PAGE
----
The Pragmatist: Richard Nixon by Conrad Black book cover

The Master Pragmatist: Richard M. Nixon: A Life in Full;
by Conrad Black

By R. Alan Clanton
Thursday Review Editor

Richard M. Nixon: A Life in Full; Conrad Black. Originally published in 2007, Conrad Black’s sweeping, magisterial biography of Richard Nixon re-set the bar for exhaustive studies of the man who would become arguably the most controversial and polarizing president in American history. By the time of this book’s release, other authors had successfully tackled the life of Nixon (Jonathan Aitken, Stephen Ambrose, Irwin Gellman, to name but three), but what Black clearly sought here was a single volume study of the full arc of Nixon himself—childhood, teenage years, young adult, Naval officer, and eventually ambitious young politician. Nixon was, from his earliest days, a striver and a dogged pursuer, and his lean, hardscrabble childhood forged a young man of relentless tenacity—a shrewd young politician with the singular ability to make almost as many enemies in a lifetime as he made friends. Black shows us this ambitious young man on his nearly vertical ascent from Congressman to Senator to vice-President, a man seen as undeniably savvy even by those who hated him early in his career.

Black also shows us Nixon the pragmatist and strategic thinker, and a politician with the unique skill to dodge political extinction not merely once or twice, but repeatedly nearly his entire lifetime. This inner survivalist force which Nixon possessed becomes a common thread throughout Black’s massive biography, and it is these precarious moments at the abyss which become Nixon’s common, binding themes: the savvy, resentful and darkly tactical litigator seeking with all deliberate malice to expose Alger Hiss as a fraud; the 39 year old nearly dumped as Eisenhower’s running mate in 1952; the unyielding tenacity of Nixon facing down Nikita Khrushchev at the World’s Fair; the coolness and level headed Nixon facing down violent demonstrators in Venezuela in 1958; the dogged Nixon squaring off against the handsome and elegant John F. Kennedy in the debates of 1960; the humiliated Nixon facing crushing defeat at the hands of Pat Brown in California in 1962. Ultimately, Nixon would prevail narrowly in the complex drama of 1968; then, only four years later, the man from Whittier would win re-election in what would become the greatest landslide in American history.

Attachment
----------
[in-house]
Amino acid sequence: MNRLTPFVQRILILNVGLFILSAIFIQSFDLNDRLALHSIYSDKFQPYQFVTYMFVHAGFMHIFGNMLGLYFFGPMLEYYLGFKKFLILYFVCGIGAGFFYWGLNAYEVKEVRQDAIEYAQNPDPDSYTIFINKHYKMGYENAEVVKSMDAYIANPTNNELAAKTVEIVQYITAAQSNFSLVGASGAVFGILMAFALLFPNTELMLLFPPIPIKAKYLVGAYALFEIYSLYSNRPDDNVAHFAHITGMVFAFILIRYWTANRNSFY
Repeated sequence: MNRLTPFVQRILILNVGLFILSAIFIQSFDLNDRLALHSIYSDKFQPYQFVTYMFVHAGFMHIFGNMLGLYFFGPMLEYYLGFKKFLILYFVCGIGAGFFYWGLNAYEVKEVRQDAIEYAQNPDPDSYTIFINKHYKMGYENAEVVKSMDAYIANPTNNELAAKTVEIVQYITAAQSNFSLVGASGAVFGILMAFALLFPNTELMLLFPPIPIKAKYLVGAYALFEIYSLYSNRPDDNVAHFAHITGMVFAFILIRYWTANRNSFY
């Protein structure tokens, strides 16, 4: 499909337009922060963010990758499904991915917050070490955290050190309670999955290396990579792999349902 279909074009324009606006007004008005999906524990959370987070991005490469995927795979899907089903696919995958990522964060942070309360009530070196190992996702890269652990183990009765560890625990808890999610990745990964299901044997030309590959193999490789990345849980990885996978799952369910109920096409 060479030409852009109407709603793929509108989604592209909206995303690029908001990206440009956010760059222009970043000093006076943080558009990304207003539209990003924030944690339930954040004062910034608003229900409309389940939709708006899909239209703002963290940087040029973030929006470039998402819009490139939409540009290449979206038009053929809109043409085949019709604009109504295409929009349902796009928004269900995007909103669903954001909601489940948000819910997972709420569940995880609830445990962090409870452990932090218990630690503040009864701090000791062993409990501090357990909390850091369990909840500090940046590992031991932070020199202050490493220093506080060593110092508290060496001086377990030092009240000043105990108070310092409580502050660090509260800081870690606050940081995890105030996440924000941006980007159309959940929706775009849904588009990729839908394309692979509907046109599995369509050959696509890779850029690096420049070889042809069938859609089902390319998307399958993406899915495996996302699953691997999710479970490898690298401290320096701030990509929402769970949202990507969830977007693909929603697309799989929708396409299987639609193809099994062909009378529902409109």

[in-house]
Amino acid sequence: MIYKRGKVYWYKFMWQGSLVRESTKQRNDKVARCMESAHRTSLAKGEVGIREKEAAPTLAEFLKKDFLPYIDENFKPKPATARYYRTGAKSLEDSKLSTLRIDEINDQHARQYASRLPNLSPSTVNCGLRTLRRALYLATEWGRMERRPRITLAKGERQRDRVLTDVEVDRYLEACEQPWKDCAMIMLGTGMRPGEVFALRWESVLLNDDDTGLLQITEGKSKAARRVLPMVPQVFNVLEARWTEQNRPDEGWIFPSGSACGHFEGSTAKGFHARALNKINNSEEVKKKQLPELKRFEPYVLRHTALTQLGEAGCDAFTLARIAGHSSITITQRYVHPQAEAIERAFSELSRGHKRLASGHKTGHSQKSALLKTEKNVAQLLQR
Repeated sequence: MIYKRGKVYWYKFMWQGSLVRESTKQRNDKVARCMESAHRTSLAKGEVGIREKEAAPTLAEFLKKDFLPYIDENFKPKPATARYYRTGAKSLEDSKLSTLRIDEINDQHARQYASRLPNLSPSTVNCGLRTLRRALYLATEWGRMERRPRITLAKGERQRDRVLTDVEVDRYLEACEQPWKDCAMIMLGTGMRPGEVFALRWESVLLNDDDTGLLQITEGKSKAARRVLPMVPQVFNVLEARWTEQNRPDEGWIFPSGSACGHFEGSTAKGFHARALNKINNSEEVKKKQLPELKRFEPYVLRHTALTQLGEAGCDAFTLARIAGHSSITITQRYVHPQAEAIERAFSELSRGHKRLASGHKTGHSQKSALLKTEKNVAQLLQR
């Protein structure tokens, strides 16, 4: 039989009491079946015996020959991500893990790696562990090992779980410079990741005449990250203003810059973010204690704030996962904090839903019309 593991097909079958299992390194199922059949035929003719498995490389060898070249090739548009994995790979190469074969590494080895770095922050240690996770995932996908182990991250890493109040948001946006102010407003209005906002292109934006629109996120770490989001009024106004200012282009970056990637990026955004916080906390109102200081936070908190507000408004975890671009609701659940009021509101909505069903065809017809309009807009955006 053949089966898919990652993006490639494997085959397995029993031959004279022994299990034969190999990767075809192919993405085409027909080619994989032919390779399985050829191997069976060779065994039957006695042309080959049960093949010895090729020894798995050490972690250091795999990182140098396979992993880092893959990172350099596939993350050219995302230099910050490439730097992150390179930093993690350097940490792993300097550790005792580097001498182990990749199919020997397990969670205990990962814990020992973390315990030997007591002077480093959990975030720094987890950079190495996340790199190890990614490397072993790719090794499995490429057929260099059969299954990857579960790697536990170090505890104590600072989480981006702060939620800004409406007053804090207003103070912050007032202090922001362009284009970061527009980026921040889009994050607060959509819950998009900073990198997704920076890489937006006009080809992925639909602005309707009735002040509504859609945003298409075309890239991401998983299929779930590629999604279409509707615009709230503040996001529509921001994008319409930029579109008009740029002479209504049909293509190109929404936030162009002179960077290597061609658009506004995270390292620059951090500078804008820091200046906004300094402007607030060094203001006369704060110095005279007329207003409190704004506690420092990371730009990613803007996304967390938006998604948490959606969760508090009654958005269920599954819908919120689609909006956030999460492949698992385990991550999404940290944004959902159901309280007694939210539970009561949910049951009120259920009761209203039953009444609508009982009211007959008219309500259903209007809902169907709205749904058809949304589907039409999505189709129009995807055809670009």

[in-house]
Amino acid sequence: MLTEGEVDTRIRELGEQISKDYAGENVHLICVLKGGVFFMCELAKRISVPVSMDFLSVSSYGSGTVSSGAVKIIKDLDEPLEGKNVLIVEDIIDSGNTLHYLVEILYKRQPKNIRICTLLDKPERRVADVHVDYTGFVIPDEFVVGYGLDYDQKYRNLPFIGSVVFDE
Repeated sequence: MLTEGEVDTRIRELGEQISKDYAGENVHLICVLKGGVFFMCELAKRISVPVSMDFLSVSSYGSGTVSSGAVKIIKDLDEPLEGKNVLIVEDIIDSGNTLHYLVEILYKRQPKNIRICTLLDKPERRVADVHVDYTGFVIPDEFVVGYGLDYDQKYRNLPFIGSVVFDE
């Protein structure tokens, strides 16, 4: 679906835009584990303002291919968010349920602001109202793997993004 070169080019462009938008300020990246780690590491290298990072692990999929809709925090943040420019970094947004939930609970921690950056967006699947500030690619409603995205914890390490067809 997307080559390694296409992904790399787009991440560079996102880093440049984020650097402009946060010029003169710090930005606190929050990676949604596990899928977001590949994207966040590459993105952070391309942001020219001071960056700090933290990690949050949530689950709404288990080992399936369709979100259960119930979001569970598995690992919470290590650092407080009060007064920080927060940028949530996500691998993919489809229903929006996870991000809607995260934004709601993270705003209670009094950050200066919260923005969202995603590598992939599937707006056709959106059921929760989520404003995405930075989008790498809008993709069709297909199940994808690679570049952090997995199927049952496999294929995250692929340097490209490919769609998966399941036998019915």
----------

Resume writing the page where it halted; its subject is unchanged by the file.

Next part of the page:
Black, clearly willing to offer as sympathetic a view of Nixon as possible through all one thousand pages, is also unblinking. Black is neither a Nixon-antagonist, nor is he engaged in a grand puff piece. The second Brit to pen a major Nixon retrospective (after Aitken), Black is able to offer a European dispassion—the foreigner’s eye not predisposed to the usual love/hate dynamic. Watergate is seen as tragedy—hubris which inevitably unravels the man who struggled his lifetime to reach his greatest heights.

Richard M. Nixon: A Life in Full is highly readable, and despite its thousand pages (plus another 150 for exhaustive notes, bibliography, sources and index) readers will find that it moves quickly and smoothly. This is an essential volume for your history bookshelf, and a book highly recommended for serious students of contemporary politics. Public Affairs; New York.